In 1917 when William Stewart Halstead was establishing modern surgery, Margaret Boise, a nurse working closely with him was training nurses to give anesthesia and started the Johns Hopkins School of Nurse Anesthesia. As Alfred Blalock was performing the first Blalock-Taussig shunts on "Blue Babies" in 1944, it was Olive Berger the "Nurse in Charge" who gave the anesthesia and trained other nurses in the art of anesthesia. The Johns Hopkins School of Nurse Anesthesia closed in 1985 but nurse anesthetists have been administering anesthesia at Hopkins continuously for the past ninety-one years.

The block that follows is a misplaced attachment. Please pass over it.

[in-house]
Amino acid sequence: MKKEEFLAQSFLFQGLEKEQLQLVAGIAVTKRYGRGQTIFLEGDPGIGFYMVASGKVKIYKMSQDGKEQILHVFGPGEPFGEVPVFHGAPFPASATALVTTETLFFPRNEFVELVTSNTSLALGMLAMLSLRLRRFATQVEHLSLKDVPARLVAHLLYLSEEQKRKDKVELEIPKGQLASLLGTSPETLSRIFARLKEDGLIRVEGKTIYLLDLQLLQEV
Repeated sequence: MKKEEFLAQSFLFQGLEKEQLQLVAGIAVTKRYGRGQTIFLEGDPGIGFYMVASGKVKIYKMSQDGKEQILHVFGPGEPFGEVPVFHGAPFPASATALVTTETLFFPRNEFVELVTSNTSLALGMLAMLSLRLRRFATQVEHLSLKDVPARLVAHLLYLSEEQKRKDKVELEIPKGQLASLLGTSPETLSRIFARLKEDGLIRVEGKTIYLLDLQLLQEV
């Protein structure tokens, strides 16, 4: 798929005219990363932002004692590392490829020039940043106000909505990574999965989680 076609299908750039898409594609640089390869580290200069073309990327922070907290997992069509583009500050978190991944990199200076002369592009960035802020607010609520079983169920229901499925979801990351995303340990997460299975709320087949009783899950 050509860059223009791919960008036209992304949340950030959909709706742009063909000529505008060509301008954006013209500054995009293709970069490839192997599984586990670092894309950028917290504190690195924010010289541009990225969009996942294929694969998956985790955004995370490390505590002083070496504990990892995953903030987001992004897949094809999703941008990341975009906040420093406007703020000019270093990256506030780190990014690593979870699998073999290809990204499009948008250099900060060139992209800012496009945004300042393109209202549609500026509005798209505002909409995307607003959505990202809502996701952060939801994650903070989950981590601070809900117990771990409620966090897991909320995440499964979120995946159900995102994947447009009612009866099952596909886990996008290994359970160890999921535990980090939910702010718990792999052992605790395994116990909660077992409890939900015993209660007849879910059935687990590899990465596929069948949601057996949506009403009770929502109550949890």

Olive Berger, Nurse Anesthetist, standing at the head of the
operating table, assists Dr. Alfred Blalock and Vivien Thomas during
ground-breaking blue baby cardiac surgery in 1945. (Click to enlarge)
Olive Louise Berger
Olive Louise Berger was born in Montclair, New Jersey. She graduated from the School of Nursing at Roosevelt Hospital in New York in 1920 and from the Johns Hopkins Hospital School of Anesthesiology in 1922. She was chief nurse anesthetist and director of the anesthesia school for nurses at the Johns Hopkins Hospital from 1931 until her retirement in 1969. Berger served as the first nurse to administer anesthesia during the famous "blue baby" operations performed by Alfred Blalock and Helen Taussig in the 1940s. In 1952, she was made an instructor in anesthesia in the school of medicine.